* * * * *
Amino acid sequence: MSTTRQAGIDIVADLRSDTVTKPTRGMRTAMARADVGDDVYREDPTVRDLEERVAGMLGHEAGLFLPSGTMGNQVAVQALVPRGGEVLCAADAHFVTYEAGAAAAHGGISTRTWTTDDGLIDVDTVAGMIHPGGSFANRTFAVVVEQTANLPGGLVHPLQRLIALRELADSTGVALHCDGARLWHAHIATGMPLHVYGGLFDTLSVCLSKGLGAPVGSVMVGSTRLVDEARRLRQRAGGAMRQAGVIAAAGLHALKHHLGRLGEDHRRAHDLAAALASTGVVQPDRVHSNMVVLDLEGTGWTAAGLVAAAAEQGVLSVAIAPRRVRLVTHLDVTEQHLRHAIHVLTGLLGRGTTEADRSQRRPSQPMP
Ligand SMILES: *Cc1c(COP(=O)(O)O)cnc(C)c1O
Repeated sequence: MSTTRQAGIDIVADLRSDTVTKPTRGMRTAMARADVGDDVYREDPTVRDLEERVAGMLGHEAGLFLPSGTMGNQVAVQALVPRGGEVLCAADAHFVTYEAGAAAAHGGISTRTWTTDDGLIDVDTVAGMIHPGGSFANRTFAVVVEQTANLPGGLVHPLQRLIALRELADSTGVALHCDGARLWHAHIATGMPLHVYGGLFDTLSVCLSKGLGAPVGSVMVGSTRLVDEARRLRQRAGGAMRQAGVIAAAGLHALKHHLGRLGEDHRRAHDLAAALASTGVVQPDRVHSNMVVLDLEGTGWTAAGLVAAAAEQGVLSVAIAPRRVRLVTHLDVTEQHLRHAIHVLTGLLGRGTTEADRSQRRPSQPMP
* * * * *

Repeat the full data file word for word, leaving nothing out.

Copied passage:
Amino acid sequence: MSTTRQAGIDIVADLRSDTVTKPTRGMRTAMARADVGDDVYREDPTVRDLEERVAGMLGHEAGLFLPSGTMGNQVAVQALVPRGGEVLCAADAHFVTYEAGAAAAHGGISTRTWTTDDGLIDVDTVAGMIHPGGSFANRTFAVVVEQTANLPGGLVHPLQRLIALRELADSTGVALHCDGARLWHAHIATGMPLHVYGGLFDTLSVCLSKGLGAPVGSVMVGSTRLVDEARRLRQRAGGAMRQAGVIAAAGLHALKHHLGRLGEDHRRAHDLAAALASTGVVQPDRVHSNMVVLDLEGTGWTAAGLVAAAAEQGVLSVAIAPRRVRLVTHLDVTEQHLRHAIHVLTGLLGRGTTEADRSQRRPSQPMP
Ligand SMILES: *Cc1c(COP(=O)(O)O)cnc(C)c1O
Repeated sequence: MSTTRQAGIDIVADLRSDTVTKPTRGMRTAMARADVGDDVYREDPTVRDLEERVAGMLGHEAGLFLPSGTMGNQVAVQALVPRGGEVLCAADAHFVTYEAGAAAAHGGISTRTWTTDDGLIDVDTVAGMIHPGGSFANRTFAVVVEQTANLPGGLVHPLQRLIALRELADSTGVALHCDGARLWHAHIATGMPLHVYGGLFDTLSVCLSKGLGAPVGSVMVGSTRLVDEARRLRQRAGGAMRQAGVIAAAGLHALKHHLGRLGEDHRRAHDLAAALASTGVVQPDRVHSNMVVLDLEGTGWTAAGLVAAAAEQGVLSVAIAPRRVRLVTHLDVTEQHLRHAIHVLTGLLGRGTTEADRSQRRPSQPMP